Posts Tagged ‘young adults’
So, oftenare so caught up in that they fail to recognize the long-term picture, of course, this allows them to get caught up in the moment and really live their lives to the full extreme. The pain and sorrow, joy and laughter, and lust are all wrapped up in a huge ball that consumes them. Indeed, they should be aware of more prudent possibilities, choices and decisions, but to explain them is pearls to swine at that point because there are over riding factors that ‘we’ just cannot understand.
Well, sure we can because we were young too. Interestingly enough, it’s interesting that younger folks do not see that reality, that to become older you too have to go through those periods as children,and . You cannot get here from there without going through it all as well. This is why I am a big proponent of teaching children and about the cycle of life or life cycle.
If you are a teen or young adult or a parent deal with a younger person, then I’d sure like to recommend a book to you. The book is made forand teens or those entering their teens and it is written from their perspective, but it is a perfect read for a parent as well:
“The Life Cycle Library for Young People and Parents” Senior Editor Marsh Goldsmith; Published by Parent and Child Books; 1978.
This book addresses issues of first, , school relationships, mentorship, and all the issues that kids have to deal with, it’s all there and worthy of your time. Please consider this.
Let’s face it – some of the best writers being published today are writing for children (or). You only have to mention Phillip Pullman (His Dark Materials) or J.K.Rowling ( Harry Potter) to see what we mean.
There is a long tradition of children’s books being read and loved by adults.
Alice in Wonderland, Swallows and Amazons, Black Beauty are all classics that were originally written for children. In fact, you will find that more adults have read ‘The Wind in the Willows’ than children.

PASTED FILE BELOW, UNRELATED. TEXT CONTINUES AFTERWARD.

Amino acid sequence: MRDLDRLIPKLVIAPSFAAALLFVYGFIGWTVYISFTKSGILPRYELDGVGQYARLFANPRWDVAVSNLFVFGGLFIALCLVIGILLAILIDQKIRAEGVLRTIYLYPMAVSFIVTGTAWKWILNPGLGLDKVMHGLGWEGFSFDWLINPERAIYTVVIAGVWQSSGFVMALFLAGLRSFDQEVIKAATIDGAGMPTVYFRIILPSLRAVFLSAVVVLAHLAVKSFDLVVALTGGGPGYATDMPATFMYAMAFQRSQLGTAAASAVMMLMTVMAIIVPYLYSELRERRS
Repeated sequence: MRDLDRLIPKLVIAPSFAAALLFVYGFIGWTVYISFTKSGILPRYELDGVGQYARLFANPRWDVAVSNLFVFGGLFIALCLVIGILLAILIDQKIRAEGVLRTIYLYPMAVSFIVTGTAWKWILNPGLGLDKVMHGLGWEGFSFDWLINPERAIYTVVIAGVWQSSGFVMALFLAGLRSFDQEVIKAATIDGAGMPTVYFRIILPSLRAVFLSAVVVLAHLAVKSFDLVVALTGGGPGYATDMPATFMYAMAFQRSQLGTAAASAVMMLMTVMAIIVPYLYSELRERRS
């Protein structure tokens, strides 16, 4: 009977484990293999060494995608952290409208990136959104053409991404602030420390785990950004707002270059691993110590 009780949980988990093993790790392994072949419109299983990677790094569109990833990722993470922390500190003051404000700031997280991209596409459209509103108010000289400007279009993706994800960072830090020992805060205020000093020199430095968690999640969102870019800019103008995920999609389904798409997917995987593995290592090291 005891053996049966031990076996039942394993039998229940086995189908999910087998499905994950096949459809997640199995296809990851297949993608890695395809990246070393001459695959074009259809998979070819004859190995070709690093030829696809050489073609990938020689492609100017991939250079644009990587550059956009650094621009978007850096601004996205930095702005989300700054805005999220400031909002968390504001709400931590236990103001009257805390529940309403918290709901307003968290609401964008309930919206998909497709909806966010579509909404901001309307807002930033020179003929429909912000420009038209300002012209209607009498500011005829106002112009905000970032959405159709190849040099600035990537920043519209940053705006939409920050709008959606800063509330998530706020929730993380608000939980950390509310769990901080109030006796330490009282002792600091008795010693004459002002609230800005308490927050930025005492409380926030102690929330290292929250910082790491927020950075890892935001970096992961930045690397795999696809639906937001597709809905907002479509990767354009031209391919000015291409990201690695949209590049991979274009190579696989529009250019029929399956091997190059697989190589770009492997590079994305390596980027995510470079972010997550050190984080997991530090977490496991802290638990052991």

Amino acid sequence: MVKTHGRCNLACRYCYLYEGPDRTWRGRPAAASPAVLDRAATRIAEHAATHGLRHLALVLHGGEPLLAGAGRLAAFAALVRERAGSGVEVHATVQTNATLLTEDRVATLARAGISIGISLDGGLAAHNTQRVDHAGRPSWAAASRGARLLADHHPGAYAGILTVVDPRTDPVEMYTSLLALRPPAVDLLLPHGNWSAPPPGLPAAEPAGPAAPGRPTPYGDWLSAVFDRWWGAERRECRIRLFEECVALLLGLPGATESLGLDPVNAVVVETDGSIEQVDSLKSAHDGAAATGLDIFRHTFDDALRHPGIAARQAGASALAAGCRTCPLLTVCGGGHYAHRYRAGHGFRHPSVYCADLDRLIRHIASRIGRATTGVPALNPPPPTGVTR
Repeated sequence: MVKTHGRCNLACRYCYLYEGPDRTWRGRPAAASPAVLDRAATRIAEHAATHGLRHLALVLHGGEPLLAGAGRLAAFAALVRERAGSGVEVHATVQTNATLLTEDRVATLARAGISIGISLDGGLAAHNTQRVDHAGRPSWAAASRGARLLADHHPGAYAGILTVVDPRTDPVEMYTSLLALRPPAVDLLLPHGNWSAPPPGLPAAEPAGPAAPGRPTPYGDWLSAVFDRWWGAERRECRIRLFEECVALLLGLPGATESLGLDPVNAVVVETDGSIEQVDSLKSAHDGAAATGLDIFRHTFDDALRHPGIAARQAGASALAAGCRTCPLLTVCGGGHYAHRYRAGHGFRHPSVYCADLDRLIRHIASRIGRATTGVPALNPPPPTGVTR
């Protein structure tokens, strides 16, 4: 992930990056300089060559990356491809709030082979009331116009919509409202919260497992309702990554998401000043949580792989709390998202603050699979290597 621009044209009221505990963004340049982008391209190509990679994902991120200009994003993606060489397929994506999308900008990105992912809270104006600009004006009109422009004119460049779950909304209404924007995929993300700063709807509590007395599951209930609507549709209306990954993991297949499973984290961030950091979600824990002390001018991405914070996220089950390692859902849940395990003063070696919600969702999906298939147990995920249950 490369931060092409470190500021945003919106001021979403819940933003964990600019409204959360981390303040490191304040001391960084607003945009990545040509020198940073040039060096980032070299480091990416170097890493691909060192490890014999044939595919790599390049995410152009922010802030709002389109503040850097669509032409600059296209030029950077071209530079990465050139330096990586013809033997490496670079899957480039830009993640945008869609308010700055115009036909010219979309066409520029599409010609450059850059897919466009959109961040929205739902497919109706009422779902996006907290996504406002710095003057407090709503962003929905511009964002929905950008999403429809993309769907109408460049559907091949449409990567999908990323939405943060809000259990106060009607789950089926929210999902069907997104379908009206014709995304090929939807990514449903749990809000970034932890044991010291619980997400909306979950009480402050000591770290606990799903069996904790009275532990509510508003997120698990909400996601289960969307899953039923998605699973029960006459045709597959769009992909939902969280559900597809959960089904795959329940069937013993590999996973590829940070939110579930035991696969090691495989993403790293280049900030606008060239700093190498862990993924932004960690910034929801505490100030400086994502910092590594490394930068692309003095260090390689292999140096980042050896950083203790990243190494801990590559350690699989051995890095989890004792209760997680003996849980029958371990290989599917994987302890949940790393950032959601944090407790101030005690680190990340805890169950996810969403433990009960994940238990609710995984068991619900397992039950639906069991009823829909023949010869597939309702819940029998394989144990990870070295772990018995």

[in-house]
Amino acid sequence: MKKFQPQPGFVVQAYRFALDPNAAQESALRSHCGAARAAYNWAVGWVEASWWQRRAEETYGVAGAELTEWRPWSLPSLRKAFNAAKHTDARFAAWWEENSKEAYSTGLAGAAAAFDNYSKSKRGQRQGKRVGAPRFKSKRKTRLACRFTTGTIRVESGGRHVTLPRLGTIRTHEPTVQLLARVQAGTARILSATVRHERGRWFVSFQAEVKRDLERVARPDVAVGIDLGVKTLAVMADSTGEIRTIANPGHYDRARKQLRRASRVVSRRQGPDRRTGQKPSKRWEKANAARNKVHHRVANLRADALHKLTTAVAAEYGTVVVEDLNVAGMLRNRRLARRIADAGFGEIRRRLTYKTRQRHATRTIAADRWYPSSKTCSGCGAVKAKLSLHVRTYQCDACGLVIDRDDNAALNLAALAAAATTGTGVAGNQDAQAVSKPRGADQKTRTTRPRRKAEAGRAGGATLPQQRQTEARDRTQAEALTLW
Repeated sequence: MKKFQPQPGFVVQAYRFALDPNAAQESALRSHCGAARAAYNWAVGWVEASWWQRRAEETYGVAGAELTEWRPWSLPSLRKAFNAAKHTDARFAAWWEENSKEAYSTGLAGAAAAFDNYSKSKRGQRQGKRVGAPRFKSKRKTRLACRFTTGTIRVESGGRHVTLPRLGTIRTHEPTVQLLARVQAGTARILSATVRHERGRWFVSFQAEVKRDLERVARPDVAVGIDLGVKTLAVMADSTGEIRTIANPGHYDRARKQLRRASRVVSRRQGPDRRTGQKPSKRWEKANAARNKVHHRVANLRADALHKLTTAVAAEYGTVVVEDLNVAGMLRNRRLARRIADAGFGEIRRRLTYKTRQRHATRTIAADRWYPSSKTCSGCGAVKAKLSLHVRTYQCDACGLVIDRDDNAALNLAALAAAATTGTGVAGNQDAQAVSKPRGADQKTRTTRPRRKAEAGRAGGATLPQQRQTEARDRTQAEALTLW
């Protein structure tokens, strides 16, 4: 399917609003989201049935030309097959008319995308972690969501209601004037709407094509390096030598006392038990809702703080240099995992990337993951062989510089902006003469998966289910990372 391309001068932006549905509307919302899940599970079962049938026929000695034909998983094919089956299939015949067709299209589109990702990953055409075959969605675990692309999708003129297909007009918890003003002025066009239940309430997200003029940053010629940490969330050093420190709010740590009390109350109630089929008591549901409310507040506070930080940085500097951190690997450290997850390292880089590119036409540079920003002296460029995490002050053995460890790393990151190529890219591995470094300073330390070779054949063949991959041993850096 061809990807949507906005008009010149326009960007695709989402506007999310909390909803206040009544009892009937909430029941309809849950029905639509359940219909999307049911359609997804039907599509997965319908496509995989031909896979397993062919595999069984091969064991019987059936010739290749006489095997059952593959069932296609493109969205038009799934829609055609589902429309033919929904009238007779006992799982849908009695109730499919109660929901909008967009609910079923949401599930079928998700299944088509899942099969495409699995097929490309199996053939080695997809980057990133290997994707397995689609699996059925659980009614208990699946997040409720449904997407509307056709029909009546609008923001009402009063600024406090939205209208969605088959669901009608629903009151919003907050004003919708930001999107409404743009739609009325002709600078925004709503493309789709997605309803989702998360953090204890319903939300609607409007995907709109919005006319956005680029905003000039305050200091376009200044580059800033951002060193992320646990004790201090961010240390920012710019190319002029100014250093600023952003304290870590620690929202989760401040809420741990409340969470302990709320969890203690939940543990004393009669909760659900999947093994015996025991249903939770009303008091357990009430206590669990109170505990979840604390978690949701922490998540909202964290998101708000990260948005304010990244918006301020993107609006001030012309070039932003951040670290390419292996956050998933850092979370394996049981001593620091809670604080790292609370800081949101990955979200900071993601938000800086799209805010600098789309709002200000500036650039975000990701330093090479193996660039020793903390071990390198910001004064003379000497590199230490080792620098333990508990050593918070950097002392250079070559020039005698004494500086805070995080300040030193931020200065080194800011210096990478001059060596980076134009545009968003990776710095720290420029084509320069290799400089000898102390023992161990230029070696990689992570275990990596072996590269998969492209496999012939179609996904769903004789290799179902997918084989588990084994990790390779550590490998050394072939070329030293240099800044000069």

For the really sensitive, there are ‘Adult Versions’ of Harry Potter, or ‘The Dog That Barked In The Nightime’, but to be honest, there is no shame attached to reading these books. They are all very. As are Eoin Colfer’s ‘Artemis Fowl’ books. In fact, sci-fi and fantasy prove fertile ground for cross-over books – see Garth Nix for example. And the ‘Twilight’ series of teenage-vampire-romance (now there’s a genre!) appears to be enjoyed by adults and teens alike. There are even websites and forums dedicated to the books for adult fans.
‘The Boy in the Striped Pajamas’ by John Boyne is a spare and powerfully affecting story of the Holocaust aimed at younger readers but which has meaning for older readers too. And adults and children can read this book in different ways, not least because adults will know more of the background and can see the whole picture, in a way that younger readers probably wouldn’t.
Writing for younger readers often means that the writer is forced to use a greater clarity and simpler language in order to get his or her message across. At its best, this can make for a shining simplicity of prose that can almost blend into poetry.
I will never forget a ghastly rain-drenched holiday in Florida only made bearable by reading Pullman’s masterly saga for 2 weeks! Whenever I think of ‘The Subtle Knife’, I hear thunder and heavy rain! Many people enjoy these books because they can be entertaining and insightful, without being too ‘heavy’ or ‘difficult’ in the sense that a lot of adult fiction can be.
If you haven’t tried these books before, perhaps because you thought they were only for kids, why not give them a go?